BATON ROUGE, LA (WAFB) - The steady crowd of protestors and supporters swelled to thousands Wednesday evening during a vigil held in front of the scene where a Baton Rouge man was shot to death.
Speaking feet from where 37-year-old Alton Sterling died, the woman who raised him captured every emotion running through the crowd with her plea.
"I'm angry and I'm mad because they took something from me that I will never ever get back," Sandra Sterling said. "So y'all pray for me, but we've got to have peace and unity out here."
Packed shoulder to shoulder, the people in the crowd came to mourn and to support. One man painted a mural of Sterling above a growing memorial outside the store. By the streets, protestors held up signs that brought a steady stream of honking horns and cheers from drivers.
"Everybody is out here for a purpose and a reason. We just want to maintain and make sure justice is done," supporter Fred Dyson said.
As the vigil began, organizers applauded the crowd for remaining peaceful.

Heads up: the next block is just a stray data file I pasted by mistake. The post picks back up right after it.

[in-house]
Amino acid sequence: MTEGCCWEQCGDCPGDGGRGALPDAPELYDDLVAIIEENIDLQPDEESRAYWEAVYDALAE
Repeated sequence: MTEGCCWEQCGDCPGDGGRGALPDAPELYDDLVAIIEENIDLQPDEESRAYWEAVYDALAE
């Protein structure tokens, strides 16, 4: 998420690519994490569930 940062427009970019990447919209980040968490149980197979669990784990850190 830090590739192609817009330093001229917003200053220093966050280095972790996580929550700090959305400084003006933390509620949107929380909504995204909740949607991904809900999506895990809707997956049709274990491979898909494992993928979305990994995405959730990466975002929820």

"Some people said we couldn't come out here without burning our own buildings, without flipping over cars, but this is not Ferguson. This is Baton Rouge, Louisiana," State Rep. Denise Marcelle said to cheers.
The speakers included pastors, city leaders, and community activists. Their speeches revealed that while Sterling's death sparked anger, it sparked something else too - a call for solidarity and reform.
"I see your signs and I love them, black lives matter, it will never matter until it matters to black people first. Start loving yourselves," activist Silky Slim said.
The vigil ended with balloons being released.
EMS was called out to deal with several people who were overwhelmed by the heat.